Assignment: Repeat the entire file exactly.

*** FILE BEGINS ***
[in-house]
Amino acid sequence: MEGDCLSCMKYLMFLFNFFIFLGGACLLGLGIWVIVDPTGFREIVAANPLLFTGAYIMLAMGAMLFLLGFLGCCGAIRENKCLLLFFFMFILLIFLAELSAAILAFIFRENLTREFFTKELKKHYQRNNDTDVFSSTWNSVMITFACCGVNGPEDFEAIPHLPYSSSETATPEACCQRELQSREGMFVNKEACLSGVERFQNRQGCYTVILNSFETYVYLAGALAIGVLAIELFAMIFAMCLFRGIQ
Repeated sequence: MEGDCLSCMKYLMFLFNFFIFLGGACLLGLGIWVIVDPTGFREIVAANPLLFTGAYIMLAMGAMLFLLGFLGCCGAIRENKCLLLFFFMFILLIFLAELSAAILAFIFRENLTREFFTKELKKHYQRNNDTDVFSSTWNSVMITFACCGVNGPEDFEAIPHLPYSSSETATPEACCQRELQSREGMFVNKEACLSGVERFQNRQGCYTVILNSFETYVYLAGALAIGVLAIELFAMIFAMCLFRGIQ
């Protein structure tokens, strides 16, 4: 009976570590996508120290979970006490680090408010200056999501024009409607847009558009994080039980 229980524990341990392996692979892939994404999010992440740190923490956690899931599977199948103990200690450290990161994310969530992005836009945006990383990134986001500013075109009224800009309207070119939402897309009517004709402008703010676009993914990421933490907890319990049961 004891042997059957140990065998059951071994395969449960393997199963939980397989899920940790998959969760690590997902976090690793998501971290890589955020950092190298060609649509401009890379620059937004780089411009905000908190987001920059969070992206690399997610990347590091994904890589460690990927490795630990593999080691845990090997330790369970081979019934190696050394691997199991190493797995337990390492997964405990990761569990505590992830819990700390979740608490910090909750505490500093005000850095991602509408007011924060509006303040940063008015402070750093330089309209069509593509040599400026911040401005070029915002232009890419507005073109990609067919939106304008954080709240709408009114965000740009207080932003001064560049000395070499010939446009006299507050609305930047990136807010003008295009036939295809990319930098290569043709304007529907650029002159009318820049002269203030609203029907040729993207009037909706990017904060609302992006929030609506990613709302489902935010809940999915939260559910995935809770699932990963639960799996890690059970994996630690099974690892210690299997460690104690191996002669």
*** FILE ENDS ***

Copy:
[in-house]
Amino acid sequence: MEGDCLSCMKYLMFLFNFFIFLGGACLLGLGIWVIVDPTGFREIVAANPLLFTGAYIMLAMGAMLFLLGFLGCCGAIRENKCLLLFFFMFILLIFLAELSAAILAFIFRENLTREFFTKELKKHYQRNNDTDVFSSTWNSVMITFACCGVNGPEDFEAIPHLPYSSSETATPEACCQRELQSREGMFVNKEACLSGVERFQNRQGCYTVILNSFETYVYLAGALAIGVLAIELFAMIFAMCLFRGIQ
Repeated sequence: MEGDCLSCMKYLMFLFNFFIFLGGACLLGLGIWVIVDPTGFREIVAANPLLFTGAYIMLAMGAMLFLLGFLGCCGAIRENKCLLLFFFMFILLIFLAELSAAILAFIFRENLTREFFTKELKKHYQRNNDTDVFSSTWNSVMITFACCGVNGPEDFEAIPHLPYSSSETATPEACCQRELQSREGMFVNKEACLSGVERFQNRQGCYTVILNSFETYVYLAGALAIGVLAIELFAMIFAMCLFRGIQ
């Protein structure tokens, strides 16, 4: 009976570590996508120290979970006490680090408010200056999501024009409607847009558009994080039980 229980524990341990392996692979892939994404999010992440740190923490956690899931599977199948103990200690450290990161994310969530992005836009945006990383990134986001500013075109009224800009309207070119939402897309009517004709402008703010676009993914990421933490907890319990049961 004891042997059957140990065998059951071994395969449960393997199963939980397989899920940790998959969760690590997902976090690793998501971290890589955020950092190298060609649509401009890379620059937004780089411009905000908190987001920059969070992206690399997610990347590091994904890589460690990927490795630990593999080691845990090997330790369970081979019934190696050394691997199991190493797995337990390492997964405990990761569990505590992830819990700390979740608490910090909750505490500093005000850095991602509408007011924060509006303040940063008015402070750093330089309209069509593509040599400026911040401005070029915002232009890419507005073109990609067919939106304008954080709240709408009114965000740009207080932003001064560049000395070499010939446009006299507050609305930047990136807010003008295009036939295809990319930098290569043709304007529907650029002159009318820049002269203030609203029907040729993207009037909706990017904060609302992006929030609506990613709302489902935010809940999915939260559910995935809770699932990963639960799996890690059970994996630690099974690892210690299997460690104690191996002669």